Most classes are scheduled between 10 and 2. Many profs will cancel classes if they are scheduled on Wednesday afternoons. And students often skip classes altogether on the Wednesday before Thanksgiving. If possible, students leave on Tuesday. Many students, however, do not go home for Thanksgiving.
What do the students do on Thanksgiving if they don't go home? Is there someplace where they go? Is the dining halls open during Thanksgiving? We wondered this because we live in CA and it seems like such a long flight for a short visit.
I believe that dornms and Houses remain open as is one of the House dining halls. Some students go visit friends who live closer; international students are often invited to stay with their host families.
Among S's friends who come from far away, one from TX went to visit friends in NYC. One from the West Coast decided to stay in town and had dinner with us. One went home to CA, leaving early. The rest live close enough that they could go home without spending two whole days flying.
"During Thanksgiving the dorms are open, as is a dining hall in an upperclass house. Most freshmen living reasonably close tend to go home, often taking a roommate or two from distant parts along for a change from Annenberg food. Others go off to explore New York City or to visit relatives in the New England area."
I'm sorry to see that the FDO's tone is reined in this year. Two years ago it read ". . . or decide to visit a long-forgotten great-aunt in New Hampshire. She will be remembered again at Intersession, when it is time to ski." :-)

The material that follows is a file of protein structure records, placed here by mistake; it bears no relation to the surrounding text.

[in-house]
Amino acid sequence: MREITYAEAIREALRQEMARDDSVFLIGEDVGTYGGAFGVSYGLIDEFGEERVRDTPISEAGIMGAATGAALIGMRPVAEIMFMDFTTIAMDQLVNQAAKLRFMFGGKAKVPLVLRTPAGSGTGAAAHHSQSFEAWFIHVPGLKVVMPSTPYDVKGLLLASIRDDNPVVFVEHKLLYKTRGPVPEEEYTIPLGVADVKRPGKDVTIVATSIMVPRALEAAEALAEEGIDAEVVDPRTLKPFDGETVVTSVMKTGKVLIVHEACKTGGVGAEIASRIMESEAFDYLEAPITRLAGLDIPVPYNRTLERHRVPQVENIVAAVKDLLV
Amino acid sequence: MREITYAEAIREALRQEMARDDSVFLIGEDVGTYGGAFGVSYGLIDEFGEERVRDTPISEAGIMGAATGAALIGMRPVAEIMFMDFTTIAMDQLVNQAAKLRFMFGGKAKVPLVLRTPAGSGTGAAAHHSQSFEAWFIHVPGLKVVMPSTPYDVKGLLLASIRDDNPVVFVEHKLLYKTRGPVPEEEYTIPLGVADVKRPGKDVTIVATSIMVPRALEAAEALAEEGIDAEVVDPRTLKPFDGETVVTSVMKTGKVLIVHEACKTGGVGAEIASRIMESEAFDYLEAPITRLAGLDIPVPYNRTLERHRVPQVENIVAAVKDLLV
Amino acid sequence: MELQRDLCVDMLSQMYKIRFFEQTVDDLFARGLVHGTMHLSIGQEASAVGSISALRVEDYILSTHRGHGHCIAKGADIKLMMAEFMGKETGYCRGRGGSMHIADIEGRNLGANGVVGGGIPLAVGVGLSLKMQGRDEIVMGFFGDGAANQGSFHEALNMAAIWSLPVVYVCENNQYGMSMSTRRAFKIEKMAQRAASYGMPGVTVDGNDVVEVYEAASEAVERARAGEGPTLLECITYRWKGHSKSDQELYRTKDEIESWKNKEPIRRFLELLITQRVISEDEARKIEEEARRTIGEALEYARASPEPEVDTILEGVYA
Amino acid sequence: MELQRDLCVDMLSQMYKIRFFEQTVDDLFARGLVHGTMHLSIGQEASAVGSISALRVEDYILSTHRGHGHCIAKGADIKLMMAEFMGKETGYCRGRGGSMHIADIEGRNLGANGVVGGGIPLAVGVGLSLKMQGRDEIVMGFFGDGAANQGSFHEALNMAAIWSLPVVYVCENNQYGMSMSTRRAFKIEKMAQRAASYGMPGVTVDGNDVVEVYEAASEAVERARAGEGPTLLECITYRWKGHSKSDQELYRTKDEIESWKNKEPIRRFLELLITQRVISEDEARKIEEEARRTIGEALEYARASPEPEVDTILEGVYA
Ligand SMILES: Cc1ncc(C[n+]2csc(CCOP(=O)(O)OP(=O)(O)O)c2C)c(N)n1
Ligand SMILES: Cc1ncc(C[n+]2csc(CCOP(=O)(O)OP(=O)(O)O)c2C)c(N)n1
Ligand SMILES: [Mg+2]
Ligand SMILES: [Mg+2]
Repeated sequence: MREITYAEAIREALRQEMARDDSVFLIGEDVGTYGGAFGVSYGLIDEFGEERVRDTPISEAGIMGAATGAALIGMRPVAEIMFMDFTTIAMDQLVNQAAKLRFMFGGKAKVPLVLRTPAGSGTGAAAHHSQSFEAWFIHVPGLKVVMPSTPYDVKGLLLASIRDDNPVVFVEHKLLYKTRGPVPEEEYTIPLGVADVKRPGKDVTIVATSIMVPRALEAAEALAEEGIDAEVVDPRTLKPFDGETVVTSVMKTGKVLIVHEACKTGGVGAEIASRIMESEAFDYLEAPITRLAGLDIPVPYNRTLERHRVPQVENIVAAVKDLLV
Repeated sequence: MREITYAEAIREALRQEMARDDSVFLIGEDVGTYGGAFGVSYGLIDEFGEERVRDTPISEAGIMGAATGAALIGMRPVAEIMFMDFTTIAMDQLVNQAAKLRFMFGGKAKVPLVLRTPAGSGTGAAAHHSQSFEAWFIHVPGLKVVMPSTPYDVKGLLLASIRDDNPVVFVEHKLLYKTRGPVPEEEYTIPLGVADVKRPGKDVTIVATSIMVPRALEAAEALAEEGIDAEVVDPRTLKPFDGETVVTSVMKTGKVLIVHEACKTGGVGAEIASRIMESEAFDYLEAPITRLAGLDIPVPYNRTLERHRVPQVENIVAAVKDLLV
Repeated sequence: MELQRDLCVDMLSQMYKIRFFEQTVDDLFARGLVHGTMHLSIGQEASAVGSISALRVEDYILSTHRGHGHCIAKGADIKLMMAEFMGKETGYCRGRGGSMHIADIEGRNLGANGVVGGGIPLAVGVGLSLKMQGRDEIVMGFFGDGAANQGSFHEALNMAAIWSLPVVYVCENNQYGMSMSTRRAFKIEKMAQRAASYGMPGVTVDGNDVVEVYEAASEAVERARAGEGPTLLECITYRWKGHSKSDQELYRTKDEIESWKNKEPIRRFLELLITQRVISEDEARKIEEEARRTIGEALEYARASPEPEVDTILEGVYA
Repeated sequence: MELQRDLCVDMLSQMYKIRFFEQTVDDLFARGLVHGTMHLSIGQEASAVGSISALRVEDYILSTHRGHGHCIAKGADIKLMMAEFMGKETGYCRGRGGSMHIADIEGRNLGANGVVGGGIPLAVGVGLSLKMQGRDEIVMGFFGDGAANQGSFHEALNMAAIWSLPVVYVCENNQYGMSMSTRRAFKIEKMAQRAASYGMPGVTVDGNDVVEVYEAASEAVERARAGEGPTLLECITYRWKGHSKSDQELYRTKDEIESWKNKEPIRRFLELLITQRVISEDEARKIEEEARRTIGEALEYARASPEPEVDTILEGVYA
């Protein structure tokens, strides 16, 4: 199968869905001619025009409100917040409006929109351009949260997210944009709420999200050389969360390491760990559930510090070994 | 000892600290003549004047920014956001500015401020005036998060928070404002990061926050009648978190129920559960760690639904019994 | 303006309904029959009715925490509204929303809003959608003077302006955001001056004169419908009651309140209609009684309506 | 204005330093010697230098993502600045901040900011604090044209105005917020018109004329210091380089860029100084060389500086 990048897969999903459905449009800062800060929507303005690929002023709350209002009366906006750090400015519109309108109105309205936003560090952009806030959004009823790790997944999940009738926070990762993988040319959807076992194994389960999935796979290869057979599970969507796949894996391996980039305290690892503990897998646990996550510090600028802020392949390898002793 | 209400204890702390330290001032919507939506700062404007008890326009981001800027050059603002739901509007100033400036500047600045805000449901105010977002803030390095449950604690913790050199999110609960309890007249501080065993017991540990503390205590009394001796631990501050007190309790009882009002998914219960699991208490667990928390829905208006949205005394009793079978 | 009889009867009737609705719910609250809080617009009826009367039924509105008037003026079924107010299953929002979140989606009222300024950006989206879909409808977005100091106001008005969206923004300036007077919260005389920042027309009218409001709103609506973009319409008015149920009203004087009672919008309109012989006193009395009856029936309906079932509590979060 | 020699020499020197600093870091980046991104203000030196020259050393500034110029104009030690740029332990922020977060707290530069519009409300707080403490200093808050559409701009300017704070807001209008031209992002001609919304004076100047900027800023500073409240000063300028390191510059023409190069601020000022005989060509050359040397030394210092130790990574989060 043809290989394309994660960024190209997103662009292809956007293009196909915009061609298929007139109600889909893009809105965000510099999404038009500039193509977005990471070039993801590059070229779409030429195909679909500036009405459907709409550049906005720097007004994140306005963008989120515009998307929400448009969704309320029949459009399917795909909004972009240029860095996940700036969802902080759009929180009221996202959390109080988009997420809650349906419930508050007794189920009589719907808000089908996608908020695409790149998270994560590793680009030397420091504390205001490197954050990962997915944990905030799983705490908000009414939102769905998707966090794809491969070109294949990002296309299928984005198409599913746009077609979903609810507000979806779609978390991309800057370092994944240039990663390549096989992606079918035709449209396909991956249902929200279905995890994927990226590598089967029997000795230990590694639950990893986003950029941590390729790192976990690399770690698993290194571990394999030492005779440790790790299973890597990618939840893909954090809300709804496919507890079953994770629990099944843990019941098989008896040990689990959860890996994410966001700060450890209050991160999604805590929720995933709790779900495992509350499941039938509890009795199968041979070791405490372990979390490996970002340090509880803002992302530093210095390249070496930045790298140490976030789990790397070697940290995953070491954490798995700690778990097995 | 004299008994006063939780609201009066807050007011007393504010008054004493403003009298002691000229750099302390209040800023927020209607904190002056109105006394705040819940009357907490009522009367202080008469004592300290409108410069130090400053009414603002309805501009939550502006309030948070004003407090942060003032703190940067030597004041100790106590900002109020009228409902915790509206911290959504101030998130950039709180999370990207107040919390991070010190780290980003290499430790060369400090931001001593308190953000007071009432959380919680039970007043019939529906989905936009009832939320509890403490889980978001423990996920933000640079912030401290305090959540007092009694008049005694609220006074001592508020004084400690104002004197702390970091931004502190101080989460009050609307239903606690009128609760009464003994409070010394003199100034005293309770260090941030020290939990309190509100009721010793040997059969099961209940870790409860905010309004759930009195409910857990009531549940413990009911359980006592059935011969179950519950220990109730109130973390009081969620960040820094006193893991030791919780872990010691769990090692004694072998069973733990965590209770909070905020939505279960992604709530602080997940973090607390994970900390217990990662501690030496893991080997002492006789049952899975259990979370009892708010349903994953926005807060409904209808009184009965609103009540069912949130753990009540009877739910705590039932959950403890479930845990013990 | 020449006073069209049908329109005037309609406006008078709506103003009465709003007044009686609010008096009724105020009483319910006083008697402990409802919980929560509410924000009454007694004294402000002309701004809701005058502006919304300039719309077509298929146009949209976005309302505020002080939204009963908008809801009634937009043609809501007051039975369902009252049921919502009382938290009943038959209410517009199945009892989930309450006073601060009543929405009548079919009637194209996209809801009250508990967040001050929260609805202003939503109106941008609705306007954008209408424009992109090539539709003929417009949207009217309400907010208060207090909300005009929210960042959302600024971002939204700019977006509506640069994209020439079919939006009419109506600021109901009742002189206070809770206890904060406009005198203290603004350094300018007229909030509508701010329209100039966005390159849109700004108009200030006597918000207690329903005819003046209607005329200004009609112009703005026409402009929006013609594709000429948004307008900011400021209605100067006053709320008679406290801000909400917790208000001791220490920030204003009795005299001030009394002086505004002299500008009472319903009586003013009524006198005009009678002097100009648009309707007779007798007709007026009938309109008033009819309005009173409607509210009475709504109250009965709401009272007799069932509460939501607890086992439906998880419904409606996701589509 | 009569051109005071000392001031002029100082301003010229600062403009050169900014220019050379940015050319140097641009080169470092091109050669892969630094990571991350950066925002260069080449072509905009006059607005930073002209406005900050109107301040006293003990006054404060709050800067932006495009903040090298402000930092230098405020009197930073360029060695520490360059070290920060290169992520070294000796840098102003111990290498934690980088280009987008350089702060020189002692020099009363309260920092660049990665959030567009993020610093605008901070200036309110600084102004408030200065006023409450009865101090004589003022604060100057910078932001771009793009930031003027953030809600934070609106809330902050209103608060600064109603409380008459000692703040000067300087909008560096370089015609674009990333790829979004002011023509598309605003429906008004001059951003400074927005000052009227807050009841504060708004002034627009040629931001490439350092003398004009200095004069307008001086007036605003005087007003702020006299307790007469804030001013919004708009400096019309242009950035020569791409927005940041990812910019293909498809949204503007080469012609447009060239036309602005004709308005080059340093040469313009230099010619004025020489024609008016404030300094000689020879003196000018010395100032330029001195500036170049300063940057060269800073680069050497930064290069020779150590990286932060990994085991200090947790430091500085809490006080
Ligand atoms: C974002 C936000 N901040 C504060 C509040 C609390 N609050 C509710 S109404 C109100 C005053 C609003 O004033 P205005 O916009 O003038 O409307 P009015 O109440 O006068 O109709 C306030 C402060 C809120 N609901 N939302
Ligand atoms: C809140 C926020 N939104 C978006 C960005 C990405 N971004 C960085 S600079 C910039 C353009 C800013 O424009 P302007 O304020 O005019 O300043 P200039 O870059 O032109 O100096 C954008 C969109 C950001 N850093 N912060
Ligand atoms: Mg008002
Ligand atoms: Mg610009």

Is it for real? Do the students - especially freshmen - really have very cramped quarters? And if so, why does the school admit more students than it has the physical capacity to handle appropriately? Just trying to understand.
We are from CA, and my D did not come home for Thanksgiving. She went to a friend's house in NY. We felt the trip was too long and prone to travel disasters at that time of year, combined with jet lag and the fact that she would be home for winter break 2 1/2 weeks later; 3 days at home didn't seem worth it.
Re crowding: I can only speak of my freshman D's experience, but there were 5 girls in a 3-bedroom suite w/one bathroom. A single and 2 doubles with a common room. The doubles are small and the beds need to be bunked in order to fit. I'm guessing they were originally all singles. But the girls did not seem to have a problem with it. The suite she is hoping to get next year houses 3 students, but it is 2 single bedrooms and a common room that has been screened for use as a third bedroom. I assume it was originally meant for only 2, but again, the girls are very excited about the prospect of getting that suite, so they do not seem bothered by it in the least.